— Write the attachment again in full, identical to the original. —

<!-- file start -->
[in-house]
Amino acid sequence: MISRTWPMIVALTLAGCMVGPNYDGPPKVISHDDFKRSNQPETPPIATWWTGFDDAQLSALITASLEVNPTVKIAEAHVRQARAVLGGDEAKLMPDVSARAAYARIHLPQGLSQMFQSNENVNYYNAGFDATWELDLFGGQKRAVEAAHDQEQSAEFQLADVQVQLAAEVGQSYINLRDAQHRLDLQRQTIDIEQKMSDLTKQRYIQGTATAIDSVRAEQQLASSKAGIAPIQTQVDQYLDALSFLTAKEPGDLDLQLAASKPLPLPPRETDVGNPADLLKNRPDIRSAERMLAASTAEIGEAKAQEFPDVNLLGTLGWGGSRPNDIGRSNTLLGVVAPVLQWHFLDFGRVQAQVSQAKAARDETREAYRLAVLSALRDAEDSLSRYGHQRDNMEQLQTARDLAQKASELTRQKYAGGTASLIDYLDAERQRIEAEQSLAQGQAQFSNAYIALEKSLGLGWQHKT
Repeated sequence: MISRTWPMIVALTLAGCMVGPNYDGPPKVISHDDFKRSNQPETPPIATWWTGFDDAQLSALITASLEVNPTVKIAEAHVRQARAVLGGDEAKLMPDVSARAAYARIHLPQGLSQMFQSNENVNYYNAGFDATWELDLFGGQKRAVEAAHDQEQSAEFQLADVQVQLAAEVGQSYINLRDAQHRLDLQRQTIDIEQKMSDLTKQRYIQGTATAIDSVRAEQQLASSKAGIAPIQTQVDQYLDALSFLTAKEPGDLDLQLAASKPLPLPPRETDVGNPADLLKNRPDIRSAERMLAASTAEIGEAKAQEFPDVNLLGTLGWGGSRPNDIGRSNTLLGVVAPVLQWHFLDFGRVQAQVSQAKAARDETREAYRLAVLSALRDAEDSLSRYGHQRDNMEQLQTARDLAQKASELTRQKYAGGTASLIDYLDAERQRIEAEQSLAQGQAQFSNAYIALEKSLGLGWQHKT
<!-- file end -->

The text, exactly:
[in-house]
Amino acid sequence: MISRTWPMIVALTLAGCMVGPNYDGPPKVISHDDFKRSNQPETPPIATWWTGFDDAQLSALITASLEVNPTVKIAEAHVRQARAVLGGDEAKLMPDVSARAAYARIHLPQGLSQMFQSNENVNYYNAGFDATWELDLFGGQKRAVEAAHDQEQSAEFQLADVQVQLAAEVGQSYINLRDAQHRLDLQRQTIDIEQKMSDLTKQRYIQGTATAIDSVRAEQQLASSKAGIAPIQTQVDQYLDALSFLTAKEPGDLDLQLAASKPLPLPPRETDVGNPADLLKNRPDIRSAERMLAASTAEIGEAKAQEFPDVNLLGTLGWGGSRPNDIGRSNTLLGVVAPVLQWHFLDFGRVQAQVSQAKAARDETREAYRLAVLSALRDAEDSLSRYGHQRDNMEQLQTARDLAQKASELTRQKYAGGTASLIDYLDAERQRIEAEQSLAQGQAQFSNAYIALEKSLGLGWQHKT
Repeated sequence: MISRTWPMIVALTLAGCMVGPNYDGPPKVISHDDFKRSNQPETPPIATWWTGFDDAQLSALITASLEVNPTVKIAEAHVRQARAVLGGDEAKLMPDVSARAAYARIHLPQGLSQMFQSNENVNYYNAGFDATWELDLFGGQKRAVEAAHDQEQSAEFQLADVQVQLAAEVGQSYINLRDAQHRLDLQRQTIDIEQKMSDLTKQRYIQGTATAIDSVRAEQQLASSKAGIAPIQTQVDQYLDALSFLTAKEPGDLDLQLAASKPLPLPPRETDVGNPADLLKNRPDIRSAERMLAASTAEIGEAKAQEFPDVNLLGTLGWGGSRPNDIGRSNTLLGVVAPVLQWHFLDFGRVQAQVSQAKAARDETREAYRLAVLSALRDAEDSLSRYGHQRDNMEQLQTARDLAQKASELTRQKYAGGTASLIDYLDAERQRIEAEQSLAQGQAQFSNAYIALEKSLGLGWQHKT